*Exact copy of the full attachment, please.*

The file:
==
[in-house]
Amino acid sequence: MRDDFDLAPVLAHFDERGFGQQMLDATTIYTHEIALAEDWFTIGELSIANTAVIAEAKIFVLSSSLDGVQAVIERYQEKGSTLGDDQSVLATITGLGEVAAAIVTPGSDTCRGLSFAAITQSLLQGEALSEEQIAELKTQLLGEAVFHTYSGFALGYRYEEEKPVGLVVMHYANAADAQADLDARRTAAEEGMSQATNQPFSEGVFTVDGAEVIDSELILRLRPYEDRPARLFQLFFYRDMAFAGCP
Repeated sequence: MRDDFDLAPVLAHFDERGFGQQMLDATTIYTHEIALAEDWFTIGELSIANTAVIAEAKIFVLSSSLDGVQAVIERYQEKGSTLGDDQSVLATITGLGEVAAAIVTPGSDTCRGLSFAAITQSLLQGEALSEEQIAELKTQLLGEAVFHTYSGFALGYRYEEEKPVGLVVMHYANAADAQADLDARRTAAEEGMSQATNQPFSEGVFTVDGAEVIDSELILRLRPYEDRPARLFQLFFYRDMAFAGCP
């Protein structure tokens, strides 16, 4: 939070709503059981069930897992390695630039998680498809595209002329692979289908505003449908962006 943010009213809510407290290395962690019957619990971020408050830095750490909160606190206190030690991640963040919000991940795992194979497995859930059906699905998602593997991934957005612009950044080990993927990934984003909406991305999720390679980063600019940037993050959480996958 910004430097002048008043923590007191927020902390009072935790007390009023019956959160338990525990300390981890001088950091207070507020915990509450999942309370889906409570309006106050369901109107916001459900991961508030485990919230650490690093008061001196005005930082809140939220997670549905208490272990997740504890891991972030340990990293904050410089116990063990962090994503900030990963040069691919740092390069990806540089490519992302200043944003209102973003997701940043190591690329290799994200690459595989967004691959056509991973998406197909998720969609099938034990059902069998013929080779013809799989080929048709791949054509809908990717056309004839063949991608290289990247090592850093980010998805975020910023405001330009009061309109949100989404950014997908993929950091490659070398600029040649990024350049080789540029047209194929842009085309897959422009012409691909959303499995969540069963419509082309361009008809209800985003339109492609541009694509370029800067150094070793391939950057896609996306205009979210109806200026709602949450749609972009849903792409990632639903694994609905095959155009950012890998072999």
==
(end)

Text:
[in-house]
Amino acid sequence: MRDDFDLAPVLAHFDERGFGQQMLDATTIYTHEIALAEDWFTIGELSIANTAVIAEAKIFVLSSSLDGVQAVIERYQEKGSTLGDDQSVLATITGLGEVAAAIVTPGSDTCRGLSFAAITQSLLQGEALSEEQIAELKTQLLGEAVFHTYSGFALGYRYEEEKPVGLVVMHYANAADAQADLDARRTAAEEGMSQATNQPFSEGVFTVDGAEVIDSELILRLRPYEDRPARLFQLFFYRDMAFAGCP
Repeated sequence: MRDDFDLAPVLAHFDERGFGQQMLDATTIYTHEIALAEDWFTIGELSIANTAVIAEAKIFVLSSSLDGVQAVIERYQEKGSTLGDDQSVLATITGLGEVAAAIVTPGSDTCRGLSFAAITQSLLQGEALSEEQIAELKTQLLGEAVFHTYSGFALGYRYEEEKPVGLVVMHYANAADAQADLDARRTAAEEGMSQATNQPFSEGVFTVDGAEVIDSELILRLRPYEDRPARLFQLFFYRDMAFAGCP
């Protein structure tokens, strides 16, 4: 939070709503059981069930897992390695630039998680498809595209002329692979289908505003449908962006 943010009213809510407290290395962690019957619990971020408050830095750490909160606190206190030690991640963040919000991940795992194979497995859930059906699905998602593997991934957005612009950044080990993927990934984003909406991305999720390679980063600019940037993050959480996958 910004430097002048008043923590007191927020902390009072935790007390009023019956959160338990525990300390981890001088950091207070507020915990509450999942309370889906409570309006106050369901109107916001459900991961508030485990919230650490690093008061001196005005930082809140939220997670549905208490272990997740504890891991972030340990990293904050410089116990063990962090994503900030990963040069691919740092390069990806540089490519992302200043944003209102973003997701940043190591690329290799994200690459595989967004691959056509991973998406197909998720969609099938034990059902069998013929080779013809799989080929048709791949054509809908990717056309004839063949991608290289990247090592850093980010998805975020910023405001330009009061309109949100989404950014997908993929950091490659070398600029040649990024350049080789540029047209194929842009085309897959422009012409691909959303499995969540069963419509082309361009008809209800985003339109492609541009694509370029800067150094070793391939950057896609996306205009979210109806200026709602949450749609972009849903792409990632639903694994609905095959155009950012890998072999």